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Polar Bear Photos

Polar Bear family on pack ice

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Polar Bear Cubs
Alaska Polar Bear Photos
Polar Bear Family
Polar Bear Photos

Alaska is home to some of the largest and most intriguing wildlife. The Polar Bear is one of the most loved. At Alaska Stock Images, you will find a wide variety of Alaska photos including Polar Bear Photos. To find more pictures of Alaska or photos of Polar Bears, visit our search page.

Pictures of Polar Bears
Polar Bear on Ice
The Polar Bear is unique in many ways; not only does it have beautiful white coat of fur but the Polar Bear is also the top carnivore in the Arctic region, is closely associated with living on sea ice, but is only found in the Northern Hemisphere.
Polar Bear hunting
Polar Bear looking for food

Not surprisingly, the Polar Bear and Brown Bear (Grizzly) share the same ancestors. However, each has developed their own specializations over time for living in their respective regions. The Polar Bear has white fur for camouflage ? partly for protection but largely to allow it to more easily sneak up on prey. The Polar Bear?s coat also has guard hairs that are water repellent and a dense underfur for warmth. Other specialized characteristics of the Polar Bear are a short and furred snout, short ears, teeth specialized for eating meat rather than for an omnivorous diet, and hair that covers the bottom of their feet. A full grown adult male Polar Bear will weigh approximately 1500 pounds while a female will weigh about half as much to as little as a third as much. Cubs are born weighing a mere two pounds.

Polar Bears are considered solitary animals. With the exception of females caring for their young, Polar Bears will wander the sea ice alone in constant search of food. During breeding season, the males will seek out receptive females, but will not stay with them for very long and will quickly move on to find another female. Pregnant females will start building their dens during late October and will build them on land or the sea ice. As winter lengthens and snow accumulates or drifts in, the female will continually manipulate the snow and increase the size of her den until it will accommodate the impending family. A female gives birth to generally two cubs which generally emerge from the den at about 15 pounds. The cubs will stay with the mother until they are about 28 months. Once the cubs head out on their own, the female will once again be receptive to a male. On average, a female produces cubs every three years. Polar bears have been recorded to live to 32 years of age, but 25 is more typical.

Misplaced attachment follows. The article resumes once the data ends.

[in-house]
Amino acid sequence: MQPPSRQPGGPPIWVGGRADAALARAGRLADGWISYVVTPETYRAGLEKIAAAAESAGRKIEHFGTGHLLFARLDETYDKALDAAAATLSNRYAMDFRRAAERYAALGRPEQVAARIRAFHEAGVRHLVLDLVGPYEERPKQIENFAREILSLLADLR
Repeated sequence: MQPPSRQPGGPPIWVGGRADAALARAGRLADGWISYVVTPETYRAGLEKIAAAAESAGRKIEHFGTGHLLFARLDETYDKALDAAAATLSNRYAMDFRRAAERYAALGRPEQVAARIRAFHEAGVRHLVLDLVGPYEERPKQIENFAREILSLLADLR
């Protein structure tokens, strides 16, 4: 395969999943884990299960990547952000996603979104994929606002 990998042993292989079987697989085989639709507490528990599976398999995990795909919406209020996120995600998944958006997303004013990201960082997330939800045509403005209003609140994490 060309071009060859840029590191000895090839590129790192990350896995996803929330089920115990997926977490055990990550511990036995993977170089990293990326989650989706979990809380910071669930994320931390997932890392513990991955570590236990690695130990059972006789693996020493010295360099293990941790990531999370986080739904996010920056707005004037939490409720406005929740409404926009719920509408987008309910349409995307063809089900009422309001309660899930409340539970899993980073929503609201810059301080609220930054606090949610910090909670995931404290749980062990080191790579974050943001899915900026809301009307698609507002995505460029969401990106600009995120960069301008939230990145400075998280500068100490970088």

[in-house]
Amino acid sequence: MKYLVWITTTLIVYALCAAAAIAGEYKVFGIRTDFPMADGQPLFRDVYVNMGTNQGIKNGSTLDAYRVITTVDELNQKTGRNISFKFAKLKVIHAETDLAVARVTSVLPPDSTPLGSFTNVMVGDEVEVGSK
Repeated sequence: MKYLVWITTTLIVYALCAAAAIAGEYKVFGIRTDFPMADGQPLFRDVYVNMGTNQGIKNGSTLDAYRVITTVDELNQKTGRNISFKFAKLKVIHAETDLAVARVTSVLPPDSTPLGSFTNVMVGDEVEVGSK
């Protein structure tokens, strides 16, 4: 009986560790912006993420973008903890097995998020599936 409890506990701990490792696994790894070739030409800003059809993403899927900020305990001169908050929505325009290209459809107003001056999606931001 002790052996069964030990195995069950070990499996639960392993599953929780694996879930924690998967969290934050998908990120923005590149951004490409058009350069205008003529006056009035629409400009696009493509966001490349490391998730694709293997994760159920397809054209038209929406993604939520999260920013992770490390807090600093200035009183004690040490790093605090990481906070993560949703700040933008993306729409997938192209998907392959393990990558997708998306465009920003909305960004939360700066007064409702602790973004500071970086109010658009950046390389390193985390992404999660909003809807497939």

Polar Bear family
Polar Bear family

There are two main populations of Polar Bears in Alaska; the Beaufort Sea population occurs along the North Slope of Alaska and ranges into western Canada. The Chukchi population occurs off western Alaska with its range extending to Wrangel Island and eastern Siberia. Polar Bears are nomadic and tend to follow the sea ice as it changes with the seasons. However, pregnant females concentrate for winter denning on Wrangel Island and other Russian islands, islands in the Canadian arctic, Greenland, and the north Alaska coast, especially within the Arctic National Wildlife Refuge and on the adjacent sea ice.

Native Alaskan subsistence hunting
Native Alaskan subsistence hunting
The Polar Bear is considered a marine mammal and is protected by the federal Marine Mammal Protection Act (MMPA) of 1972. Under this act, authority over the Polar Bear was transferred from the state to the Federal government which put a moratorium on hunting Polar Bears except by Alaska Natives. Although this served to protect the total population of bears, the proportion of females and cubs increased dramatically. In 1976, the five Polar Bear nations ratified a pact that allows bears to be taken only in areas where they have been taken by traditional means in the past and prohibits the use of aircraft and large motorized vessels as an aid to taking. The agreement has created a high seas polar bear sanctuary but does not prohibit recreational hunting from the ground using traditional methods. In Canada, recreational hunting of polar bears currently provides significant economic benefits to Native people.

Books of Interest:

The Last Polar Bear: Facing the Truth of a Warming World An intimate photographic expose on the fragile existence of the polar bear, paired with essays revealing our critical connection to life in the Arctic. 200 full-color images of the polar bear in its Arctic habitat, taken over a six-year period. The Last Polar Bear Project is a book, exhibit, media, and educational outreach campaign funded through the generosity of individual donors and foundations. Scientists agree that by the end of this century the polar bear will be the first mammal threatened with extinction due to climate change. The Last Polar Bear is the first book to fully document that story.

Polar Bears - Every once in a while a book comes along that combines both art and research so completely, so intuitively, that it becomes a classic, offering the reader not only a wealth of information, but an escape into the life of the subject covered. Polar Bears is such a book. Here, you will learn from one of the world's leading polar bear experts, Ian Stirling, how the polar bear evolved and adapted to its world of snow and ice.

Heart of the Arctic: The Story of a Polar Bear Family (Smithsonian Wild Heritage Collection. the Wild Alaska Series) - A mother polar bear gives birth to two cubs under the frozen tundra and cares for them until the next winter, teaching them to survive on their own.

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